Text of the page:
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Chinese traffic ambitions given jolt from tough 2008

The extent of the downturn that faced China's airlines in 2008 has become clear, with the first single-digit passenger traffic growth figures being reported by the country's aviation regulator for many years. But the Civil Aviation Administration of China (CAAC) is predicting a return to solid double-digit percentage growth rates this year.

CAAC statistics show that 191.9 million passengers were carried by China's airlines in 2008, representing growth of just 3.3% over the 2007 figure. This is well below the forecast of 14% growth for 2008 that was made at the beginning of last year.

Chinese airlines struggled in 2008 as demand fell after natural disasters in parts of the country around the middle of the year. Demand also fell for several months either side of the Olympic Games in Beijing in August, in part because of strict visa restrictions imposed on foreign nationals for security reasons.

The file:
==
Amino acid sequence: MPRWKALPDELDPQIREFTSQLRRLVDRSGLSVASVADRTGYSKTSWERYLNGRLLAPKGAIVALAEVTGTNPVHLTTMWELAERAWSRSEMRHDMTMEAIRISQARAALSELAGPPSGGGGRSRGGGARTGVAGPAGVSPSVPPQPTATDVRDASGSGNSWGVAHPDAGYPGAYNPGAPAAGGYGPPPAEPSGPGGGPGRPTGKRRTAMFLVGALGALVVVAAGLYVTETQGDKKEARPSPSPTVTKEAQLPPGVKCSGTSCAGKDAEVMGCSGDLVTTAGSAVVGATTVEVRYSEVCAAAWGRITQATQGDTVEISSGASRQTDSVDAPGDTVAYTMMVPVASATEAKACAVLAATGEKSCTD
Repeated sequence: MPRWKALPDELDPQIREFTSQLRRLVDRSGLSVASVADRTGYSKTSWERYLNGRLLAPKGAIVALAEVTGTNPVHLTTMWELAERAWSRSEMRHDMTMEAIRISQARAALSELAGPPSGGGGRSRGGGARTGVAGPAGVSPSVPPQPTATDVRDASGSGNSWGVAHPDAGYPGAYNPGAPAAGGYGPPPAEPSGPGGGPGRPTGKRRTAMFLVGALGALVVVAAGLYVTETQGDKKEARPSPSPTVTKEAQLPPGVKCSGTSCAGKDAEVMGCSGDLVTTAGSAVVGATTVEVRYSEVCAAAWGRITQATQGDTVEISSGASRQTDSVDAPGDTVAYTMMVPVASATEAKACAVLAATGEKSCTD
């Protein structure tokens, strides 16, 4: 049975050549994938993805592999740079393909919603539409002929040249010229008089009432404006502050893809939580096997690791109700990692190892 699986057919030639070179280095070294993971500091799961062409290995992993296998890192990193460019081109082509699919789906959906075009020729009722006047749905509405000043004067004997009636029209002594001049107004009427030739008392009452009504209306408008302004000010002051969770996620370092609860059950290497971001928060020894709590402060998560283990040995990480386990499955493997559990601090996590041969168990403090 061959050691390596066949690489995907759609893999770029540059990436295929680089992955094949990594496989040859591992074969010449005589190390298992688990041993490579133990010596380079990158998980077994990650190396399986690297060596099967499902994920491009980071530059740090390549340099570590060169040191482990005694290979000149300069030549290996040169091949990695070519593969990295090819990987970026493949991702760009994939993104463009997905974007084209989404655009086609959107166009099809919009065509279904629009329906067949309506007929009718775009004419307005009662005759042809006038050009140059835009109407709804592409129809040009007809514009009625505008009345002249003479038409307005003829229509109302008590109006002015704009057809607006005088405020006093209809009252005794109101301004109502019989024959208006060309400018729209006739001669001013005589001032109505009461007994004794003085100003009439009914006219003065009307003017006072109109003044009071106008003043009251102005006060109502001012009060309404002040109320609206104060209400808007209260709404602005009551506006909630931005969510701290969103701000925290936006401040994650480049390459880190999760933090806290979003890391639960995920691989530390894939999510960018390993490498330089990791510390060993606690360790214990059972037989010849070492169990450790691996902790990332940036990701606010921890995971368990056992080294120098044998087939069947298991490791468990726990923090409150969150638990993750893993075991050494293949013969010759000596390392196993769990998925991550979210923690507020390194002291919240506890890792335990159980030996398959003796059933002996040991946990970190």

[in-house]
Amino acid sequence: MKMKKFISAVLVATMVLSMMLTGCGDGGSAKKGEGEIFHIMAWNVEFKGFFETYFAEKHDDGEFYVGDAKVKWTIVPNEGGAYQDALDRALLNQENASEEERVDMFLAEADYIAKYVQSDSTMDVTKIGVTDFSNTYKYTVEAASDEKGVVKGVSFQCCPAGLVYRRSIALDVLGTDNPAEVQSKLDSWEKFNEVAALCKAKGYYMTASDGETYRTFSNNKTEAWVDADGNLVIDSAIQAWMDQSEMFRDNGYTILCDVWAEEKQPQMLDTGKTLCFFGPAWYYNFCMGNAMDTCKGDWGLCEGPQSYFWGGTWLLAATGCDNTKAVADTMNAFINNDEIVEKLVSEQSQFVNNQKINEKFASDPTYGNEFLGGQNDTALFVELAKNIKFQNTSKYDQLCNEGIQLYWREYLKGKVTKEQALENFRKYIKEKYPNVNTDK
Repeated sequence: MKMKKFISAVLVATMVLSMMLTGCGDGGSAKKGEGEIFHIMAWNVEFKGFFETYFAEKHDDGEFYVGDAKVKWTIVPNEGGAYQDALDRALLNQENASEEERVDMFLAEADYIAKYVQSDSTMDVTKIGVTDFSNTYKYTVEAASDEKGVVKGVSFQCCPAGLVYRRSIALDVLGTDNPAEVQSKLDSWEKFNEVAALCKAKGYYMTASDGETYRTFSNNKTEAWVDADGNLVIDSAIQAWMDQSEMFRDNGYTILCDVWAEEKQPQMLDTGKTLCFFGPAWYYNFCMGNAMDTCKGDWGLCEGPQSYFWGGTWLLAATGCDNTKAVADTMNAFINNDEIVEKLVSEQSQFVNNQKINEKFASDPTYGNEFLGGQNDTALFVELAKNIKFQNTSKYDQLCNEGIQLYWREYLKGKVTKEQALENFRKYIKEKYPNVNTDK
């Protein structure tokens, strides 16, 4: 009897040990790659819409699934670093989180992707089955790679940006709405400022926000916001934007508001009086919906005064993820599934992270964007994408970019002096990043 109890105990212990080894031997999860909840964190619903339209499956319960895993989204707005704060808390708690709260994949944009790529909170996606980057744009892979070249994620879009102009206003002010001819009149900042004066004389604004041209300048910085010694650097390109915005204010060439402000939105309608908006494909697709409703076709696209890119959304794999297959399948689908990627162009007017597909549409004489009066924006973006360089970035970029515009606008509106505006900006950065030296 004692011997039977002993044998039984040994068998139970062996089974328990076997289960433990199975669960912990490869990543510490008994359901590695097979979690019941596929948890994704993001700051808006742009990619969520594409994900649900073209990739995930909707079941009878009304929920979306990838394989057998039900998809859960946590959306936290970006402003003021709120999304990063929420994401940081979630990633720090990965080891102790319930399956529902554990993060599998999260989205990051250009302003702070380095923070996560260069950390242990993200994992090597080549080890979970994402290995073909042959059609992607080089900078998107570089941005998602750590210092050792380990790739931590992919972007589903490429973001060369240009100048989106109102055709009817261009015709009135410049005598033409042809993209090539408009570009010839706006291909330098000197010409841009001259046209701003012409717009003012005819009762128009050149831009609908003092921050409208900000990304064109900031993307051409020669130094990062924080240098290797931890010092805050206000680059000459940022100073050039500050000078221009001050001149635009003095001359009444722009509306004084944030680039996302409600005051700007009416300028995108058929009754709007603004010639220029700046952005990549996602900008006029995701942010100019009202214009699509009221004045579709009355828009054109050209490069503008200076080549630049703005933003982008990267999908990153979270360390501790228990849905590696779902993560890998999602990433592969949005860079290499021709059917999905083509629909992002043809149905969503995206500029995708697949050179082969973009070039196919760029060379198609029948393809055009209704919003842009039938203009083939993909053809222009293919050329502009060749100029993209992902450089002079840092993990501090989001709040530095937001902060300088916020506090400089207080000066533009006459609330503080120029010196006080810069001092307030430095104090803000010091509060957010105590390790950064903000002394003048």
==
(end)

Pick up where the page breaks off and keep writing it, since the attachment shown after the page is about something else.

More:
Domestic demand has since returned to double-digit growth rates but international demand remains depressed as a result of a weak global economic climate.

CARGO FALLS BACK

Cargo demand is also being badly affected, as western nations are importing less from China and the country's economic growth rates have slowed.

China Southern Airlines, for example, recorded a 21% drop in international revenue passenger kilometres in December, while China Eastern Airlines' fell 17% and Air China's were down 9%.

China Southern's international revenue freight tonne kilometres plunged 58% in December, while China Eastern's dove 42% and Air China's were down 28%.

China's major airlines have all issued profit warnings in recent weeks, cautioning investors that their 2008 results will be poor. They have also cautioned challenging conditions will remain at least through late this year.

But the CAAC remains generally upbeat about passenger demand in 2009. It said recently that it expects the country's airlines to carry some 220 million passengers this year, representing a return to double-digit growth.

It also expects 8% growth in the amount of cargo carried by China's airlines, to 4.37 million tonnes. In 2008 China's airlines carried just over 4 million tonnes of freight, only fractionally higher than 2007. It had initially forecast freight growth of 12% for 2008.

Despite this more upbeat prognosis, the CAAC acknowledges Chinese carriers will face financial difficulties and urged them to step up cost-cutting measures.

 

 

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